Your Small Manufacturing Business Loan: Prepare Well, Keep the Faith

By Taylor Sisk, Staples® Contributing Writer

You’ve got a small manufacturing or maker/crafter business — or, perhaps, a firm foundation on which to launch one — and now it’s time to ask for a loan.

Your product is a good one; this business is your dream. So keep the faith and trust in yourself. You’re going to realize your potential. Here’s how to get the small business loan you need.

Research Your Options

“First, you're going to want to do your research and learn what loans are available to you,” says Erik Larson, a consultant with small business lending company Lendio.

The three most common funding options are line of credit, business credit card and Small Business Administration loan. Learn what you can about each type and consider the best lenders for the job. Larson points out that services are available, including Staples Business Loans, that will match people with the right lenders. “All you have to do is fill out a form.”

Plot Your Future

Potential lenders want to see a “bankable” business plan, whether you’re a traditional manufacturing operation or a maker/crafts business, according to Cheree Warrick of TheProfitPartner.com, a Fairfax, VA–based company that helps entrepreneurs write business plans.

She suggests your business plan address five critical areas:

1.    Market opportunity. Build a strong case for the likelihood of your success. Carefully research the size and demographics of your intended market.

2.    Your competition. Establish your place in the market. Describe what products are already being provided and what your business will bring that’s missing.

3.    Customer acquisition and retention. Describe how you plan to attract customers and ensure loyalty so it’s clear that you can grow and maintain a revenue stream.

4.    Team building. Form a solid team at all levels of your business or you’ll never attain your funding and business goals. Lenders want a strong team that can take the venture all the way.

5.    Financial forecasts. Demonstrate to the bank that the loan payments comfortably fit into your budget without breaking it.

Let’s assume you have a small manufacturing business that’s up and running — and returning a modest profit. Now you want to secure a loan to expand your operations. Be prepared, Larson says, to specifically respond to what you’ll be using the loan for, how it’s going to increase revenues and what the state of your cash flow is.

He suggests highlighting job creation in your plan and your funding application, especially if you're going for an SBA loan. “Show them exactly how your loan is going to help either create jobs or maintain your current workforce,” he advises.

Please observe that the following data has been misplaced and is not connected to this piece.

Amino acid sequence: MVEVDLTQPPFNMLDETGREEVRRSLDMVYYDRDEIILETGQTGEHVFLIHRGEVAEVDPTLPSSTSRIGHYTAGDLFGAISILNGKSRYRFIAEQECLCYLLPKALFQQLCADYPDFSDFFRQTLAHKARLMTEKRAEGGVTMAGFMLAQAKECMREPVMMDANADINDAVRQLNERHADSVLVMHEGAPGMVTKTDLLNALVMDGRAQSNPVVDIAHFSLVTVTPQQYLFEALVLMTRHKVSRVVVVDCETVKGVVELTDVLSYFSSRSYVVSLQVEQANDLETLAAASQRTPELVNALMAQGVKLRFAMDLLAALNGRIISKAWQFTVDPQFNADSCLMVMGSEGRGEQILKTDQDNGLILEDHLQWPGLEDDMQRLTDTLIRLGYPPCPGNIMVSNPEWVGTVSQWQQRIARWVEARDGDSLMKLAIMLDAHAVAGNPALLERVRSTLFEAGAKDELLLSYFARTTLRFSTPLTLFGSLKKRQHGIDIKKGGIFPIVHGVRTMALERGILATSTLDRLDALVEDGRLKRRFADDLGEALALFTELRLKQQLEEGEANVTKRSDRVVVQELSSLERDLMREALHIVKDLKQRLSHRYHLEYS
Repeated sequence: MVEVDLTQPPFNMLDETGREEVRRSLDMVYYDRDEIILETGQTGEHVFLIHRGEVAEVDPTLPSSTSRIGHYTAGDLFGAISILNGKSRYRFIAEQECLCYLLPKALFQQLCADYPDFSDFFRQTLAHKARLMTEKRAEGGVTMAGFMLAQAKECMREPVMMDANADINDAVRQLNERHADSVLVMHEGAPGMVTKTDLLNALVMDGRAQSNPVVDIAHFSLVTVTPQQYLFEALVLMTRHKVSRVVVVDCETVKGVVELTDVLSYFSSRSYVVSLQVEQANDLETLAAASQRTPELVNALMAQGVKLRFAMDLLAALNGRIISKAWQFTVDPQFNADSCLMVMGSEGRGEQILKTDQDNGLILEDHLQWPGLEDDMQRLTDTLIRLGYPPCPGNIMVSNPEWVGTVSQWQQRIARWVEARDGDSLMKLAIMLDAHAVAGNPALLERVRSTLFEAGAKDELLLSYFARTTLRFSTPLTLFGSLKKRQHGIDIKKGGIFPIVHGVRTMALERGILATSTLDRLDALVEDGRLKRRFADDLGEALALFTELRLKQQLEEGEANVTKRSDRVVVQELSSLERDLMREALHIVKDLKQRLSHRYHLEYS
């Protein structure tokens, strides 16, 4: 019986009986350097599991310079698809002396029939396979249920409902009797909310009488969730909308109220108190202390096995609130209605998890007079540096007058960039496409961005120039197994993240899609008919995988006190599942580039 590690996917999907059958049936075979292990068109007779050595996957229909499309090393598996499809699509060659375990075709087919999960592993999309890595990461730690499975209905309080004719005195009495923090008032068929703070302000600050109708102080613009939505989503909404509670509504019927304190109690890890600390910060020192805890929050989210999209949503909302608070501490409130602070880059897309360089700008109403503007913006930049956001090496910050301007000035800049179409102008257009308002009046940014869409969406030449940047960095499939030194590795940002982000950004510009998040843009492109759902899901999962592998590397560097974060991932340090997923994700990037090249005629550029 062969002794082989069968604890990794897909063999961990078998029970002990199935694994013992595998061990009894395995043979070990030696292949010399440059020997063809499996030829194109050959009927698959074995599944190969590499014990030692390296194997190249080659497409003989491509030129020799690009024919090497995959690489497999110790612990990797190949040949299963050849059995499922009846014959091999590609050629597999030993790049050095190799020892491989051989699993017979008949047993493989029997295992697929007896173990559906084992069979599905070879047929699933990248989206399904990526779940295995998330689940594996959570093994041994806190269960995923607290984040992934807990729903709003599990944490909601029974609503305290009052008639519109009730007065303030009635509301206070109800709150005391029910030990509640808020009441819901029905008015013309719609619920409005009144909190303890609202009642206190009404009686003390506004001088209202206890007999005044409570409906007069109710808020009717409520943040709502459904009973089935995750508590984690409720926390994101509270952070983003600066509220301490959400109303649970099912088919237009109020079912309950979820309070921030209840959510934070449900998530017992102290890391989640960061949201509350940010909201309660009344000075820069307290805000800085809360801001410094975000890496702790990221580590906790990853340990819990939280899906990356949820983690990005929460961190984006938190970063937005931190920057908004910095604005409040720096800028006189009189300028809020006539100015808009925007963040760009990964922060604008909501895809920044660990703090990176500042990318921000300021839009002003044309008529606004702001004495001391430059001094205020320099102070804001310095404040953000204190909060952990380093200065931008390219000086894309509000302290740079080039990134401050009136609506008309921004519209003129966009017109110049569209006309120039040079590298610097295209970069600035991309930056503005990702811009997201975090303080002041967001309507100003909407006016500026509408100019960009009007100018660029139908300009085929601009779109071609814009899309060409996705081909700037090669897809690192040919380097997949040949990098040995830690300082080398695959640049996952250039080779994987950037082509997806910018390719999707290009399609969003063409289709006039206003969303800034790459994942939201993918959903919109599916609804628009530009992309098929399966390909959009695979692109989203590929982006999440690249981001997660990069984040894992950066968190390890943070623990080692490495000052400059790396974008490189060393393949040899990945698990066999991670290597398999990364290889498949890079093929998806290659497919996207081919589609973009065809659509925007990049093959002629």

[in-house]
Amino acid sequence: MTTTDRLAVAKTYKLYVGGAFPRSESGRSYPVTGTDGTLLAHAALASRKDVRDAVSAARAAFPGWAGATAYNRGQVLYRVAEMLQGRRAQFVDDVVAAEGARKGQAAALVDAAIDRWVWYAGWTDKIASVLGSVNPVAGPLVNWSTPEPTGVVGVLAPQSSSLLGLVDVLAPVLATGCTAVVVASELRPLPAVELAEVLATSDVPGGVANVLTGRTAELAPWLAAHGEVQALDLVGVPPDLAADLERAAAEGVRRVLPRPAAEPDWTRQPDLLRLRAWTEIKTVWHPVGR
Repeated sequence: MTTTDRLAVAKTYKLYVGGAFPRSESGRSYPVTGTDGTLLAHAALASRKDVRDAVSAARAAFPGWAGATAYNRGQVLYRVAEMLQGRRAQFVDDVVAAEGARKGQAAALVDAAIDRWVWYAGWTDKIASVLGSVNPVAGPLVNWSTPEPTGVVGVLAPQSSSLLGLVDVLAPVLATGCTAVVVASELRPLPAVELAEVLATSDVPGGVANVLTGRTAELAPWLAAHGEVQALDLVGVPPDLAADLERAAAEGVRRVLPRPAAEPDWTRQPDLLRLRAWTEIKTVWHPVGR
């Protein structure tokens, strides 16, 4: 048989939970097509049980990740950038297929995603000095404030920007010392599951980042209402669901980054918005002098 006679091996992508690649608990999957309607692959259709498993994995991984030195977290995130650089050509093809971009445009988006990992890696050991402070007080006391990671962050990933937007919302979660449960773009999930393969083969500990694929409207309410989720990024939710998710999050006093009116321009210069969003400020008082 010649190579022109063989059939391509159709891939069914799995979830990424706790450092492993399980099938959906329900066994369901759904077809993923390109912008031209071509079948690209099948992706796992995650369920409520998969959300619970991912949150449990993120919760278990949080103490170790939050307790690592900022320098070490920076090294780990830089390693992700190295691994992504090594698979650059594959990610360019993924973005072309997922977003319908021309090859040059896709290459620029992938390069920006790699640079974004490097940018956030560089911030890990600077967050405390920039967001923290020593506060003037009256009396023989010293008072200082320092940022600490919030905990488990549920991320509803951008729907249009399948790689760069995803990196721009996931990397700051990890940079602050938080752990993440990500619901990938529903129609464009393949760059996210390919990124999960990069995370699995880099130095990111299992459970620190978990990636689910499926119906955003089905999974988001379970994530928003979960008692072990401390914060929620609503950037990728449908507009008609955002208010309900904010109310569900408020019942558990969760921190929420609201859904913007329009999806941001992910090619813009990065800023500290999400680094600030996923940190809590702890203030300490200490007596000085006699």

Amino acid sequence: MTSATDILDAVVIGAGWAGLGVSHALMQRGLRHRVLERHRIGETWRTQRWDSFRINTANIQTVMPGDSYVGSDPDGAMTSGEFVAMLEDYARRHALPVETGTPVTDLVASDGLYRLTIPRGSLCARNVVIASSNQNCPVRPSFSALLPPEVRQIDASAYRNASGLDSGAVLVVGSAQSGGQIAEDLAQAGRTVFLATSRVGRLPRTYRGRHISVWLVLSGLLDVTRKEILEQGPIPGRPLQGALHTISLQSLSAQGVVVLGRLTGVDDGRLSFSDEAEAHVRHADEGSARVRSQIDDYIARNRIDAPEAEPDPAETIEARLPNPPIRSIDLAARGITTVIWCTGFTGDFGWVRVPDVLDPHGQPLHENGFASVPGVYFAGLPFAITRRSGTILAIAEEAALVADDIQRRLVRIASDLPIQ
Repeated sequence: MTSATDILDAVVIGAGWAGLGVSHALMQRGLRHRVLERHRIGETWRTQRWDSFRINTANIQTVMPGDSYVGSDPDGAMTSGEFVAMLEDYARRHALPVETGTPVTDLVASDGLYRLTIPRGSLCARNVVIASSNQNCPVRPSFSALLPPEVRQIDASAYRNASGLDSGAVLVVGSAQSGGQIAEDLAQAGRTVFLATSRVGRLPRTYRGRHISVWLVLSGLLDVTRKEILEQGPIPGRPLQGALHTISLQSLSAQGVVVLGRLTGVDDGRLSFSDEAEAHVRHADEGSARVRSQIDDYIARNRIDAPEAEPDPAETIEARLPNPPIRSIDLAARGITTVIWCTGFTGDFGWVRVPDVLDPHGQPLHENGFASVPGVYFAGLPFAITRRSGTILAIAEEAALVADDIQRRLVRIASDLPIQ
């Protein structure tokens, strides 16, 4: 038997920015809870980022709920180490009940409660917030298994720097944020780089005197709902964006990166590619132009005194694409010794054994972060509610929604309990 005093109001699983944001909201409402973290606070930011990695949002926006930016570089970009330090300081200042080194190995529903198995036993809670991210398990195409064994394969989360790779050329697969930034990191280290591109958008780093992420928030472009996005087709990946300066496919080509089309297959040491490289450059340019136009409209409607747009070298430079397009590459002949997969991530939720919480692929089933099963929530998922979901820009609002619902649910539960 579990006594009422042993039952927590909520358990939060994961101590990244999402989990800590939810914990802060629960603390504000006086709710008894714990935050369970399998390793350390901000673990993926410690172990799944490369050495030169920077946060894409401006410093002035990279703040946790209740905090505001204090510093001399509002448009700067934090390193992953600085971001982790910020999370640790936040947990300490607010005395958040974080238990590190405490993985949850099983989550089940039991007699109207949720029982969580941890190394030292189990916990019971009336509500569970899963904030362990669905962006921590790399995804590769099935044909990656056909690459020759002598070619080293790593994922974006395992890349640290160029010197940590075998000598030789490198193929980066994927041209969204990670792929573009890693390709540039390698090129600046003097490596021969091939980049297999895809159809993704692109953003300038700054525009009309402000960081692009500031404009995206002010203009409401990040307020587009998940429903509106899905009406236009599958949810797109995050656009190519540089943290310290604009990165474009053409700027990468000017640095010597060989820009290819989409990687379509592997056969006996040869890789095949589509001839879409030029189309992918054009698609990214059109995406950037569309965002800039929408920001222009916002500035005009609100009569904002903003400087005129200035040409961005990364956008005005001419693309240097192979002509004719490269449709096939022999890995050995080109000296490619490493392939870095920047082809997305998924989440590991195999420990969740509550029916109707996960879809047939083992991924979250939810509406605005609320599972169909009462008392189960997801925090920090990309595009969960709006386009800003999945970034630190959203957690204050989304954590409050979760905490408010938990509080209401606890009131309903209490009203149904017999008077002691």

Remain Confident

Small business owners should trust that “there is definitely capital out there for them, even if their credit is less than perfect,” says Stephen Sheinbaum, founder of Merchant Cash and Capital, an alternative lender based in New York that Staples Business Loans works with through its services provider, Lendio. “You shouldn’t feel as if you can’t have a conversation with a lender just because your credit score isn’t 850.”

What’s more, the fact that you’re in the manufacturing/maker business might give you a leg up on many others seeking small business loans. Certain aspects of your business make you more qualified for a higher-quality loan because:

  • You’re likely to have some solid collateral in your business that can secure the loan, such as the equipment required to produce your commodity.
  • You may have extended contracts with your clients, which can make your lender feel more comfortable with the prospects of repayment.

Play up your assets, both material and intellectual, when seeking a manufacturing loan. Your confidence will pay dividends.

Stay in the Know

Stay apprised of developments in your area of manufacturing or craft and the broader economy, so you have a better sense of when it’s a good time to seek financing for taking the next step.

Beyond knowing your immediate competition, “know your industry,” advises Aga Merx, vice president and SBA manager for Proficio Bank, which specializes in small business financing in the Salt Lake City area. “Show the lender that you research what you’re up against, you monitor what's out there and you’re always on top of your game with your business.”

Adds Larson: Be involved with your industry. Subscribe to trade publications, go to conventions and network with people doing similar things.

“When you see opportunities,” he continues, “start the business loan process right away so you have the capital when you need it.”

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